HR Management & Compliance

With OSHA Enforcement Heating up, Taking Breaks Now Even Better Idea

On September 1, 2021, the Occupational Safety and Health Administration (OSHA) released a memorandum establishing a new enforcement initiative to prevent and protect employees from heat-related severe illnesses and deaths while working in hazardous hot indoor or outdoor environments. 

OSHA to Crack Down on Heat-Related Hazards

The initiative directs OSHA area offices, on days when the temperature exceeds 80°F, to increase enforcement efforts to identify potential heat-related hazards present in working conditions before the occurrence of an illness or death. The scope of the initiative applies to indoor and outdoor worksites where potential heat-related hazards exist. The initiative is expected to affect several industries, including manufacturing, construction, oil and gas operations, agriculture, mining, and other industries where employees are exposed to heat above 80°F and the industry has a history of heat-related illness.

OSHA’s memo identifies steps employers can take to mitigate the chances of heat-related illnesses or death. These steps include:

  • Granting employees adequate breaks;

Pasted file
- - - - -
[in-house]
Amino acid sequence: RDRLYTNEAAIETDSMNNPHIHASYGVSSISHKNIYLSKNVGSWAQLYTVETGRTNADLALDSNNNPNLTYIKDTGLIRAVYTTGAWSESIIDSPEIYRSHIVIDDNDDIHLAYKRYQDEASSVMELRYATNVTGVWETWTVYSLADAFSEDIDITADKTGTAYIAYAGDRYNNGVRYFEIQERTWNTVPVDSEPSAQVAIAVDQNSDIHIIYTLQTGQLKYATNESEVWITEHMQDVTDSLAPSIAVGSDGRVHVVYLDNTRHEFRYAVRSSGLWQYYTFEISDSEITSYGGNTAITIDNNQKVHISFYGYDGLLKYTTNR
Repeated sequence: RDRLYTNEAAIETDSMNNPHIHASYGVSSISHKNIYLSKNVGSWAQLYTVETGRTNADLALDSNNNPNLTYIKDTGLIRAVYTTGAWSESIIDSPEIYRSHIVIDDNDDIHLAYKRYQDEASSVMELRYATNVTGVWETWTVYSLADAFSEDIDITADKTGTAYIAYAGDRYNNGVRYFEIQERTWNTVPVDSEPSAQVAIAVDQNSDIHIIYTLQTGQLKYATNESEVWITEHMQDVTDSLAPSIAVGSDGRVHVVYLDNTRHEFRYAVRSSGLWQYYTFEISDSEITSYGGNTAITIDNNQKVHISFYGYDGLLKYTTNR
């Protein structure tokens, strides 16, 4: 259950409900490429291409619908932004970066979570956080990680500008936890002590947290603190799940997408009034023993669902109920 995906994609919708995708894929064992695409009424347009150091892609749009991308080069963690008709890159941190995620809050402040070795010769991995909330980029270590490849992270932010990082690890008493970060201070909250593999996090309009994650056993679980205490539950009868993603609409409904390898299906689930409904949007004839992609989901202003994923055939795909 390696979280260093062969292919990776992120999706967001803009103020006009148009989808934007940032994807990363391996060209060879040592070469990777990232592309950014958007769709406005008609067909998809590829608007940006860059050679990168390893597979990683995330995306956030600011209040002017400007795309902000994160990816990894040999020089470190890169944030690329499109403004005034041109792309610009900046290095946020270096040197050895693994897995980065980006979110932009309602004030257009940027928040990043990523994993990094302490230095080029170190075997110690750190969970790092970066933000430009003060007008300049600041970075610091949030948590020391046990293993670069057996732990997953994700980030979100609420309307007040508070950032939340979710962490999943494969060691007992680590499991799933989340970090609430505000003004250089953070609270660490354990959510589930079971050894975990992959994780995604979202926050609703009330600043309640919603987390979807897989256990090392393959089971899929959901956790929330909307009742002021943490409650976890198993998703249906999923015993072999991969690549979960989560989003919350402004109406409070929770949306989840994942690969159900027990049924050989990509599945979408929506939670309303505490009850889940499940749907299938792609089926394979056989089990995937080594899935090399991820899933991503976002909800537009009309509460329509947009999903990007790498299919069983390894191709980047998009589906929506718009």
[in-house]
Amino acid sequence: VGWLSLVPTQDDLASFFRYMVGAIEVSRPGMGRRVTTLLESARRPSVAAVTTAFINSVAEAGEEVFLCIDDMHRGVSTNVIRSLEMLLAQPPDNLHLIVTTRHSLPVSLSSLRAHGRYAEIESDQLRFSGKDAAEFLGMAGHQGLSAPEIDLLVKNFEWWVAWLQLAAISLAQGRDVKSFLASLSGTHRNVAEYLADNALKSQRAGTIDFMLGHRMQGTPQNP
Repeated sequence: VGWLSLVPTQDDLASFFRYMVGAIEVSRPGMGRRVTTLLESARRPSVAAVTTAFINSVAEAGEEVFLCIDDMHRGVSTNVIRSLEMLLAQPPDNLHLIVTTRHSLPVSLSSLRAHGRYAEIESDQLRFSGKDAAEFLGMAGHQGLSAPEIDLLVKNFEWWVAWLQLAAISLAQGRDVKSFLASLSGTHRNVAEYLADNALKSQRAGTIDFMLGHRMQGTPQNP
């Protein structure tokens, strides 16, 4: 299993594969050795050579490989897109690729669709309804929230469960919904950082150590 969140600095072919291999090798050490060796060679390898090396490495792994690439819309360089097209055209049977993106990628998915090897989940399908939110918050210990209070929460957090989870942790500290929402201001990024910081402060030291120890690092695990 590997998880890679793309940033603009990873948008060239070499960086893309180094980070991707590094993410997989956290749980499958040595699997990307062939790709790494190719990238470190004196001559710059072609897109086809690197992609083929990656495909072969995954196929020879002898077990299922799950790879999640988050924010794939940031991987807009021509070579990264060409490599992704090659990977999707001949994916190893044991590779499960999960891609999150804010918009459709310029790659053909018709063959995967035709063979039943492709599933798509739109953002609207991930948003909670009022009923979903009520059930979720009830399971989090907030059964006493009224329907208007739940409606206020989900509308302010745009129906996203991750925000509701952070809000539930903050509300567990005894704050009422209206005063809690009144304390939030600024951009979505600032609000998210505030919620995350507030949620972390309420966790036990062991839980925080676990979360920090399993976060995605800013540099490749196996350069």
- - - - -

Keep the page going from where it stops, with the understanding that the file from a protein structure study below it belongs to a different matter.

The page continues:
• Supplying enough easily accessible cold water for the job duration; and
  • Providing, if applicable, a shaded area away from direct sunlight.

Further, the memorandum directs compliance safety and health officers (CSHOs) to review employers’ plans to address heat exposure.

OSHA provides some guidance for employers on creating a plan and identifying particular elements that a heat exposure plan should include here. The agency directs CSHOs to determine if an employer’s plan for heat exposure includes acclimatization procedures (especially for new and returning workers), work-rest schedules, access to shade and water (with electrolytes when needed), and any training records associated with implementing a heat illness prevention program. It also recommends employers pay close attention to their employees, especially if they’re not acclimated to the work or the heat, by routinely checking in on them and training them on symptoms and signs of heat-related illness.

In addition to reviewing employer plans to address heat exposure, among other directions, the memorandum directs CSHOs to:

  • Review OSHA 300 Logs for any entries indicating heat-related illness(es);
  • Review injury and illness reports and obtain any records of emergency room visits and/or ambulance transport, even if hospitalizations did not occur;
  • Interview with workers for reports of headache, dizziness, fainting, dehydration, or other symptoms that may indicate heat-related illnesses; and
  • Generally observe the working conditions.

If a CSHO determines an employer isn’t in compliance during such inspection, they have the authority to issue a citation to the employer under the General Duty Clause, Section 5(a)(1) of the Occupational Safety and Health Act (OSH Act).

Bottom Line

Going forward, you should expect a greater chance of OSHA inspections on days the temperature exceeds 80°F. Therefore, you should implement procedures to ensure compliance with the initiative and other OSHA guidelines to avoid a citation or worse.

Bob Clougherty and Garry Keele are attorneys with the Tulsa, Oklahoma, office of McAfee & Taft. They may be contacted at and